Hurricane Irma swirled in the Caribbean seas with winds up to 185 miles per hour, making it a Category 5 storm. As of Wednesday, the storm  was projected to hit Florida this weekend and airlines are canceling flights in preparation for the storm. As a result, the entire system was disrupted. The latest airline woes come just a week after Hurricane Harvey slammed Texas, sending airline carriers reeling.

Cancelations began in the Caribbean earlier this week in anticipation of the storm. Some carriers are adding flights to and from Florida before they are forced to be canceled because of Irma. American Airlines has already canceled all flights to and from their hub in Miami, according to ABC News’ Jeffrey Cook.

Over 80 Wednesday flights both in and out of Luis Munoz Marin International Airport in San Juan, Puerto Rico were canceled. Princess Juliana International Airport in St. Martin, which got hit by Irma Wednesday morning had 28 flights arriving and 30 flights departing from the airport canceled. For Miami, 11 flights in and 16 flights out of the airport have been canceled by Wednesday afternoon. 

Officials warned travelers of extended delays and flight cancelations. Monroe County, Florida, which includes the Florida Keys and the state’s southernmost tip, has been issued a mandatory evacuation.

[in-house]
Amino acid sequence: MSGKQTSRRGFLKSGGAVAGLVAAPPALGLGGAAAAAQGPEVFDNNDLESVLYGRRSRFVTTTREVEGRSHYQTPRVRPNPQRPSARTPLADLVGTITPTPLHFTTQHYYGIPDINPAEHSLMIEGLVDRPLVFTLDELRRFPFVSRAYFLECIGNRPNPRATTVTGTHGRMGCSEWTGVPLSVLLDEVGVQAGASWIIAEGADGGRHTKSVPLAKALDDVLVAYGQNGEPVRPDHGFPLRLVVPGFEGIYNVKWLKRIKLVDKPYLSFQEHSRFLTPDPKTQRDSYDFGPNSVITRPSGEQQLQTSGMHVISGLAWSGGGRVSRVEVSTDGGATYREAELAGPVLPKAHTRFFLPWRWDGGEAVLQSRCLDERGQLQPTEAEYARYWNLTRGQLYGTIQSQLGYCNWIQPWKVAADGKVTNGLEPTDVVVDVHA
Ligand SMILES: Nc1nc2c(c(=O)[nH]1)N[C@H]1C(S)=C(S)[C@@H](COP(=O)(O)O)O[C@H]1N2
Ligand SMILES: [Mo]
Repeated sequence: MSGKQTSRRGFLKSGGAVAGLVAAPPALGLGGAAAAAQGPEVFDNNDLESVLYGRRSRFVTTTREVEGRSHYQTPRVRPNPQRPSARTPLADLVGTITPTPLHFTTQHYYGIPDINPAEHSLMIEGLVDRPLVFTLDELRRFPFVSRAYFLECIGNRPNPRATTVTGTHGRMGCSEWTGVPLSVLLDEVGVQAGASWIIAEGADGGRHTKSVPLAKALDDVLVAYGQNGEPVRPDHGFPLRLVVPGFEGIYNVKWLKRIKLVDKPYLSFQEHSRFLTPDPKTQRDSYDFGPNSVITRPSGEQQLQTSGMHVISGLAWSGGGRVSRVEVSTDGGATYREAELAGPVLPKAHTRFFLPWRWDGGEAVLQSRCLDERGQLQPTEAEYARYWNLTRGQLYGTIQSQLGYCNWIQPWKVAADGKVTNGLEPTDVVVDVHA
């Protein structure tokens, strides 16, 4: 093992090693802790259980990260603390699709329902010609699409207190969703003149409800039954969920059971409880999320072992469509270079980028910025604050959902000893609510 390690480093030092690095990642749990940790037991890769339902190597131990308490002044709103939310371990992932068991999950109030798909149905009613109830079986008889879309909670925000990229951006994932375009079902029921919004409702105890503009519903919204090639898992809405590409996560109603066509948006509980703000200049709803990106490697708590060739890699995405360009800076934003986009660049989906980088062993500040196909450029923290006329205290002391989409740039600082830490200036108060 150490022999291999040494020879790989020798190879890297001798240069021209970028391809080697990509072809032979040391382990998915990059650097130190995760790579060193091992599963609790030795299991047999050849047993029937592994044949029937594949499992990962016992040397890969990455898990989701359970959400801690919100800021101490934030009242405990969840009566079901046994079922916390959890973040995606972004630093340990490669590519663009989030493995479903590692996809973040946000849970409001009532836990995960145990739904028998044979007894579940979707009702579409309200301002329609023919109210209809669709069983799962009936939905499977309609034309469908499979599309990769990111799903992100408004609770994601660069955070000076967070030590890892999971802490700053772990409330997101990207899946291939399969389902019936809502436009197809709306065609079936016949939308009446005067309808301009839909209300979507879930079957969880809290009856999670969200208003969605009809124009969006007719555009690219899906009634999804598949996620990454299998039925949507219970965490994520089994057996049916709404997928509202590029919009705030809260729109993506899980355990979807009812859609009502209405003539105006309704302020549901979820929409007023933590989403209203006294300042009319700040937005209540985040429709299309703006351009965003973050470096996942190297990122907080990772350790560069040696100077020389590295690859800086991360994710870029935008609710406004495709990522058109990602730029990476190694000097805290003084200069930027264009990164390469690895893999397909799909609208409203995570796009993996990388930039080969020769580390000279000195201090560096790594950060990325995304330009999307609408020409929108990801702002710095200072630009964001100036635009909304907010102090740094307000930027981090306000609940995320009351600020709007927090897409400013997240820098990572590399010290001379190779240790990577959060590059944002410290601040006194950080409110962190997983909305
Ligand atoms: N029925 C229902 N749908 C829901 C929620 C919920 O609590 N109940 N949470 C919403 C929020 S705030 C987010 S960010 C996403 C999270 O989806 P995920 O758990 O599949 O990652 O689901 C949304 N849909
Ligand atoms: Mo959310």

Some airlines are offering waivers for transfer and rebooking fees for destinations that will be affected by Irma, including Delta, JetBlue, Southwest, United and American, according to the Washington Post.

Airlines have not yet covered from Harvey. There were over 50 cancelations of flights leaving Houston from the William P. Hobby and George W. Bush International airports. Disruptions in fuel refining capabilities in Texas and flight issues have cause jet fuel prices to spike up 20 percent.

The price of airlines tickets had not gone up because of the storm and carriers are adding flights to help with the storm.

“As with all flights, fares are typically more affordable when booked farther out, and may be higher for last-minute original bookings — that fare structure hasn’t changed as a result of the storm,” said Airlines for America,  a trade group that represents major U.S. carrier. 

Flights leaving Miami on Wednesday or Thursday were extremely hard to come by.

President Donald Trump declared an emergency for the state Tuesday and Gov. Rick Scott activated the state’s entire 7,000 person National Guard to be available Friday. Trump also declared emergencies for Puerto Rico and the U.S. Virgin Islands.